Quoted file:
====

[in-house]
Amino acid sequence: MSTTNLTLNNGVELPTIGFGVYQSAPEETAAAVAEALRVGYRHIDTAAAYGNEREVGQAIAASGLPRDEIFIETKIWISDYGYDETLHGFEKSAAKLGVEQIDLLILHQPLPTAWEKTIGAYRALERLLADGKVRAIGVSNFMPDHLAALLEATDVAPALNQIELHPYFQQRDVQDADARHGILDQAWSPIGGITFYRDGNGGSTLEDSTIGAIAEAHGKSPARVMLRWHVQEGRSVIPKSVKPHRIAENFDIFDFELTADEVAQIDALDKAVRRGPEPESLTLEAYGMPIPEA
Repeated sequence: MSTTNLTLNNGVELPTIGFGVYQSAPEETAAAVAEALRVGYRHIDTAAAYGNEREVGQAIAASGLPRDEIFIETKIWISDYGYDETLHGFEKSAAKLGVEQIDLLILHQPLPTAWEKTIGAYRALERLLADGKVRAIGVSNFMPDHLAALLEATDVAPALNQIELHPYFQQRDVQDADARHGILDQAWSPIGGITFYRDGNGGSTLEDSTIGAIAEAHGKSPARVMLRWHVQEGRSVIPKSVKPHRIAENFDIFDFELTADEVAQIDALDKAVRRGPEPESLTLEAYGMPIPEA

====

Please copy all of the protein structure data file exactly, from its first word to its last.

[in-house]
Amino acid sequence: MSTTNLTLNNGVELPTIGFGVYQSAPEETAAAVAEALRVGYRHIDTAAAYGNEREVGQAIAASGLPRDEIFIETKIWISDYGYDETLHGFEKSAAKLGVEQIDLLILHQPLPTAWEKTIGAYRALERLLADGKVRAIGVSNFMPDHLAALLEATDVAPALNQIELHPYFQQRDVQDADARHGILDQAWSPIGGITFYRDGNGGSTLEDSTIGAIAEAHGKSPARVMLRWHVQEGRSVIPKSVKPHRIAENFDIFDFELTADEVAQIDALDKAVRRGPEPESLTLEAYGMPIPEA
Repeated sequence: MSTTNLTLNNGVELPTIGFGVYQSAPEETAAAVAEALRVGYRHIDTAAAYGNEREVGQAIAASGLPRDEIFIETKIWISDYGYDETLHGFEKSAAKLGVEQIDLLILHQPLPTAWEKTIGAYRALERLLADGKVRAIGVSNFMPDHLAALLEATDVAPALNQIELHPYFQQRDVQDADARHGILDQAWSPIGGITFYRDGNGGSTLEDSTIGAIAEAHGKSPARVMLRWHVQEGRSVIPKSVKPHRIAENFDIFDFELTADEVAQIDALDKAVRRGPEPESLTLEAYGMPIPEA